So for a defense contractor or defense manufacturer looking at the innovation and the ability to invest now, where you have, you know, a huge proliferation of—a friend of mine said that sort of artisanal drone companies that are springing up everywhere. And they are—they are innovating every couple of days, every couple of weeks, as per need. That is the future of warfare. What would you say to European countries that are looking at it? So I think EIB is actually in conversations with whether you can expand your dual use mandate to help Europe actually build up its own defense capability and actually help Ukraine in the process.  

CALVIÑO: Well, we have been operating in the area of security and defense in the last—for the last eight years. And we have a dedicated envelope, which was foreseeing investments up to 8 billion euros. Only 2 billion euros have been used so far, invested so far. So there is this earmarked 6 billion euros for the strategic European Security Initiative, as it is known. And what we have been doing for the past two months is engaging very actively with industry, also with the financial sector, to calibrate very well our activities and our—the way we update and adapt our lending policy, in a manner that ensures us to preserve our AAA, and so the advantage—the financial advantage that having a public bank, such as the EIB, brings to all our clients.  

So last week, last Friday, I presented an action plan to finance ministers. They welcomed the action plan. It has been quite welcomed. Financial markets have reacted as we had expected. We had an issuance this week. We issued 5 billion euros in five-year bonds. The issuance was extremely oversubscribed. We had 21 billion euros in demand. And the closing interest rate was ten basis points over the U.S. Treasury. So I would say financial markets are reacting, as I said, as expected with our well-calibrated package. And one of the—one of the changes and adaptations of these package would include a review of the dual use definition, so that we would remove an existing constraint for some technology or goods or infrastructures to be considered to be dual use. There was a constraint or a requirement that more than 50 percent of future revenues would have—would need to come from civil use. And this requirement will be removed.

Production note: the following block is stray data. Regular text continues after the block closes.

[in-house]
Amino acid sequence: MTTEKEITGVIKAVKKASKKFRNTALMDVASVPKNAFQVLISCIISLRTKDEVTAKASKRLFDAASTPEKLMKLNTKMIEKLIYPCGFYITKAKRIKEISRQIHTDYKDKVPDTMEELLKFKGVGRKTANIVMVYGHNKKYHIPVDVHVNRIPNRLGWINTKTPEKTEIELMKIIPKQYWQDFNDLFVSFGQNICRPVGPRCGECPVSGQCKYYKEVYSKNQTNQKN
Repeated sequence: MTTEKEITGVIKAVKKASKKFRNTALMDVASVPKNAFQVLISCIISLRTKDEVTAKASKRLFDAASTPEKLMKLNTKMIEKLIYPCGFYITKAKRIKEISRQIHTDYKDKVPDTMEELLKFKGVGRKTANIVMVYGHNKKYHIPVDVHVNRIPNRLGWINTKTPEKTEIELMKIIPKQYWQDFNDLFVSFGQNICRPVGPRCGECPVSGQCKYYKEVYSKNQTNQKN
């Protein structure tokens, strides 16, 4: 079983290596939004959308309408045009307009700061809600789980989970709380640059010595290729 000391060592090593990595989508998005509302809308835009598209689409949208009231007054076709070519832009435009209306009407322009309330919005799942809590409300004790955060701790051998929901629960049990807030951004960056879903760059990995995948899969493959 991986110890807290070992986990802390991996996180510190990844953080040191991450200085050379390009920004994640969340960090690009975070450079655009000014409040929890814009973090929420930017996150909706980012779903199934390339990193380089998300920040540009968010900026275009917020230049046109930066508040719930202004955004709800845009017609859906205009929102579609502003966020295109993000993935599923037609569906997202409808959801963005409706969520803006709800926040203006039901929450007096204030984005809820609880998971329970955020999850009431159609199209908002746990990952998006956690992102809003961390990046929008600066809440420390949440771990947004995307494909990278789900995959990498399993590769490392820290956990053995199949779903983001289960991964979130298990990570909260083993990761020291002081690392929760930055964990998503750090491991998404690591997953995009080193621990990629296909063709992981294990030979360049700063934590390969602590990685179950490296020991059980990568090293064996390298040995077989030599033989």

Then second change is to enable SMEs and startups, which operate in the area of security and defense, they will have access to our startups and SME support programs. A one stop shop and a single window, as well as a fast-track process will be established as of May, so that we can also accelerate the deployment of these investments. And then we will deepen our partnerships with other key stakeholders in these—in this area. So, I mean, in a very short period of time, two months, we have come up with an action plan which is going to allow the EIB to play its part in reinforcing Europe’s security and defense industry, which I think there’s unanimous agreement we—it is—it is something that Europe needs to do. 

CREBO-REDIKER: I’m sure EBRD would have a much more challenging time with that. (Laughs.) 

RENAUD-BASSO: Yeah, of course. 

CREBO-REDIKER: You have Russia on your board. 

RENAUD-BASSO: The development bank, with the membership like Turkey, Armenia, Azerbaijan, is much more difficult. So. 

CREBO-REDIKER: Right. (Laughs.) There’s a question right here, please. 

Q: Hi. Jan Lodal from the Atlantic Council.  

I’d like to ask you something that’s a little bit closer to what’s going on in the war. So, for example, just this is one example. There are many others. But what happened to Mariupol, what happened to the shipping, what happened to grain exports, and so forth. Is there anything that—your institutions could do to speed up reconstruction? Right now, the Ukrainians have done an amazing thing in the Black Sea. They’ve actually made some tremendous advances there, even though people thought it was impossible. Russians have backed off. They have to stay a little bit backed off. They’re still risk. There’s a lot of problems there. But is there a way to focus on some of these situations that have been caused by the war itself, to speed up and return some things that were really very, very positive in Ukraine’s economic life to their previous status? 

CREBO-REDIKER: Deputy Prime Minister. 

KUBRAKOV: I think, first of all, the good news is that almost all international companies which were represented right now in Ukraine—they’re, like, in exports, logistics, in seaports, in production—all of those companies are still operating in Ukraine. Some of them, they continue to invest. And their headquarters they support and IFIs and—like, they can support such companies with different mechanisms. Like, for example, if some of the companies is planning—I wouldn’t name exact names—but if one U.S. company is planning to construct new terminal in Odessa seaport, they required financing. And definitely they will need, like, more risk insurance or some mechanisms how to mitigate such risks.